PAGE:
Assigning Oxidation Numbers

Home

Oxidation-reduction reactions (redox reactions) are reactions in which electrons are lost by an atom or ion in one reactant and gained by an atom or ion in another reactant. Although electrons are gained and lost in these reactions, the balanced equation for a redox reaction does not show the electrons that are being transferred. In order to tell whether a redox reaction has occurred or not, we need a way to keep track of electrons. The best way to do so is by assigning oxidation numbers to the atoms or ions involved in a chemical reaction.

Oxidation numbers are hypothetical numbers assigned to an individual atom or ion present in a substance using a set of rules. Oxidation numbers (or oxidation states as they are also called) can be positive, negative, or zero. It is VERY IMPORTANT to remember that oxidation numbers are always reported for one individual atom or ion and not for groups of atoms or ions.

The following rules are used to assign oxidation numbers. Chem 1115 students will have these rules available on exams. Chem 1215 students must memorize these rules.

Chem 1115

Chem 1215

Tutorial
List

Oxidation Number Rules

  1. The oxidation number for an atom in its elemental form is always zero.
    • A substance is elemental if both of the following are true:
      • only one kind of atom is present
      • charge = 0
    • Examples:
      • S8: The oxidation number of S = 0
      • Fe: The oxidation number of Fe = 0
  2. The oxidation number of a monoatomic ion = charge of the monatomic ion.
    • Examples:
      • Oxidation number of S2- is -2.
      • Oxidation number of Al3+ is +3.
  3. The oxidation number of all Group 1A metals = +1 (unless elemental).
  4. The oxidation number of all Group 2A metals = +2 (unless elemental).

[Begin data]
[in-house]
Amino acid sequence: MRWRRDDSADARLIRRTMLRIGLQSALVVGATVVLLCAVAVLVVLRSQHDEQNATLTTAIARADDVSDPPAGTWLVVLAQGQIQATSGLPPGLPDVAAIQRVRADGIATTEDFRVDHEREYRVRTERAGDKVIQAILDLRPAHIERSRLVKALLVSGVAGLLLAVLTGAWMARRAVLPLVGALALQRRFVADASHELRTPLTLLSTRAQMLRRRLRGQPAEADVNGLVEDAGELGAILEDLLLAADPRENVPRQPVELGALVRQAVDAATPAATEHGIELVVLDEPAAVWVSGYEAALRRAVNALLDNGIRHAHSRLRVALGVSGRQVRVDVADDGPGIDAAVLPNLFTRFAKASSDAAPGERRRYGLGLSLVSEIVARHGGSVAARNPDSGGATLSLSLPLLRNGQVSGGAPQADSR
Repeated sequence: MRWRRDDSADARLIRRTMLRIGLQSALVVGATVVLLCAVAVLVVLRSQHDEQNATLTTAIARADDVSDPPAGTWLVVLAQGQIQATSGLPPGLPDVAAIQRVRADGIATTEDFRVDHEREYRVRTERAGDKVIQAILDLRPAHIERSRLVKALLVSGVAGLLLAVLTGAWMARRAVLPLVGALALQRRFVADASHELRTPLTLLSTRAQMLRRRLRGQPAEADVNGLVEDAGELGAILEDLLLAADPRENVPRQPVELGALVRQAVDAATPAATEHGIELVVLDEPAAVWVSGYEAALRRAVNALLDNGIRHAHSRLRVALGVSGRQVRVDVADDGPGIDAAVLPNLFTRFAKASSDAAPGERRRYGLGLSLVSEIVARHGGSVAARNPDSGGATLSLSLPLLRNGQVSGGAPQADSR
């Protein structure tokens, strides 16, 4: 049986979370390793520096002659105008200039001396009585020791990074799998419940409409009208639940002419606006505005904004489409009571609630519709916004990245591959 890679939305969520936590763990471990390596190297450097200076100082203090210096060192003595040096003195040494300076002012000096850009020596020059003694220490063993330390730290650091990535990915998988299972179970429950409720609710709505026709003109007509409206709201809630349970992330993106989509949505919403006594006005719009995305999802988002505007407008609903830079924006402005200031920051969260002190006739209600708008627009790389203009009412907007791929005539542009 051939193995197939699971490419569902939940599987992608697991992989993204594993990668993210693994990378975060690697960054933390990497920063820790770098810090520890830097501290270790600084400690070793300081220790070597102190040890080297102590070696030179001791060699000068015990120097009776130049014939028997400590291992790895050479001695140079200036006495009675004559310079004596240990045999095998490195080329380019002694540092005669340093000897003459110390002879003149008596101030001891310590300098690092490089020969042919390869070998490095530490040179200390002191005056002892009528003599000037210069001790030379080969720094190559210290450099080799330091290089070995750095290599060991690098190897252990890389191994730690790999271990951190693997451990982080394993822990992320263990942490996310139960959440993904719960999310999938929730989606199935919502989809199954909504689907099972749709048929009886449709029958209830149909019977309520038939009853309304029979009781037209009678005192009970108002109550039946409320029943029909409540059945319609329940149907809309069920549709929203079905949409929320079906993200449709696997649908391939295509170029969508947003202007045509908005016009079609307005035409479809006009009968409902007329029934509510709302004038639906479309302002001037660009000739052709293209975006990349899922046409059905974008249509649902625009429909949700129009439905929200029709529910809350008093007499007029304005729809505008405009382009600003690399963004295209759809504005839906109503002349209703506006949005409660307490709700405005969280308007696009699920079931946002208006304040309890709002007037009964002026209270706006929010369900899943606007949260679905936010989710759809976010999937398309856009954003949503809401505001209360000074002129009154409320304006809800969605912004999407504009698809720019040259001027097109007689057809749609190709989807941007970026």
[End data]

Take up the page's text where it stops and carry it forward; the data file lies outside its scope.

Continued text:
5. Hydrogen (H) has two possible oxidation numbers:
    • +1 when bonded to a nonmetal
    • -1 when bonded to a metal
  6. Oxygen (O) has two possilbe oxidation numbers:
    • -1 in peroxides (O22-)....pretty uncommon
    • -2 in all other compounds...most common
  7. The oxidation number of fluorine (F) is always -1.
  8. The sum of the oxidation numbers of all atoms (or ions) in a neutral compound = 0.
  9. The sum of the oxidation numbers of all atoms in a polyatomic ion = charge on the polyatomic ion.

When assigning oxidation numbers to the elements in a substance, take a systematic approach. Ask yourself the following questions:

  1. Is the substance elemental?
  2. Is the substance ionic?
  3. If the substance is ionic, are there any monoatomic ions present?
  4. Which elements have specific rules?
  5. Which element(s) do(es) not have rules?
    • Use rule 8 or 9 from above to calculate these.

Example: Determine the oxidation number of each element in Na2SO4.

  1. Is the substance elemental?
    • No, there are three elements present.
  2. Is the substance ionic?
    • Yes, because metal + non-metal = ionic.
  3. If the substance is ionic, are there any monoatomic ions present?
    • Yes, the sodium ion (Na+) is monoatomic.
    • Therefore, the oxidation number of Na is +1.
  4. Which elements have specific rules?
    • Oxygen has a rule (-2 in most compounds).
    • Oxidation number of O = -2.
  5. Which element(s) do(es) not have rules?
    • S does not have a rule.
    • Use rule 8 (and a little simple algebra) to find the oxidation number of S.
      • Let S = oxidation number of sulfur.
      • According to rule 8:
        • (# Na) (Oxid. # of Na) + (# S)(Oxid. # S) + (# Oxygens) (Oxid. # of O) = 0
        • So: 2(+1) + S + 4(-2) = 0
      • Solve for S using algebra. S = +6.
      • Therefore, the oxidation number of S = +6

Example: Determine the oxidation number of each element in K2C2O4.

  1. Is the substance elemental?
    1. No, there are three elements present.
  2. Is the substance ionic?
    • Yes, because metal + non-metal = ionic.
  3. If the substance is ionic, are there any monoatomic ions present?
    • Yes, the potassium ion (K+) is monoatomic.
    • Therefore, the oxidation number of K is +1.
  4. Which elements have specific rules?
    • Oxygen has a rule (-2 in most compounds).
    • Oxidation number of O = -2.
  5. Which element(s) do(es) not have rules?
    • C does not have a rule.
    • Use rule 8 (and a little simple algebra) to find the oxidation number of C.
      • Let C = oxidation number of carbon.
      • According to rule 8:
        • (# K) (Oxid. # of K) + (# C)(Oxid. # C) + (# Oxygens) (Oxid. # of O) = 0
        • So: 2(+1) + 2C + 4(-2) = 0
      • Solve for C using algebra. C = +3.
      • Therefore, the oxidation number of C = +3

Practice Problems

Determine the oxidation number of each element in the following compounds:

  1. Ba(NO3)2
  2. NF3
  3. (NH4)2SO4

Check Answers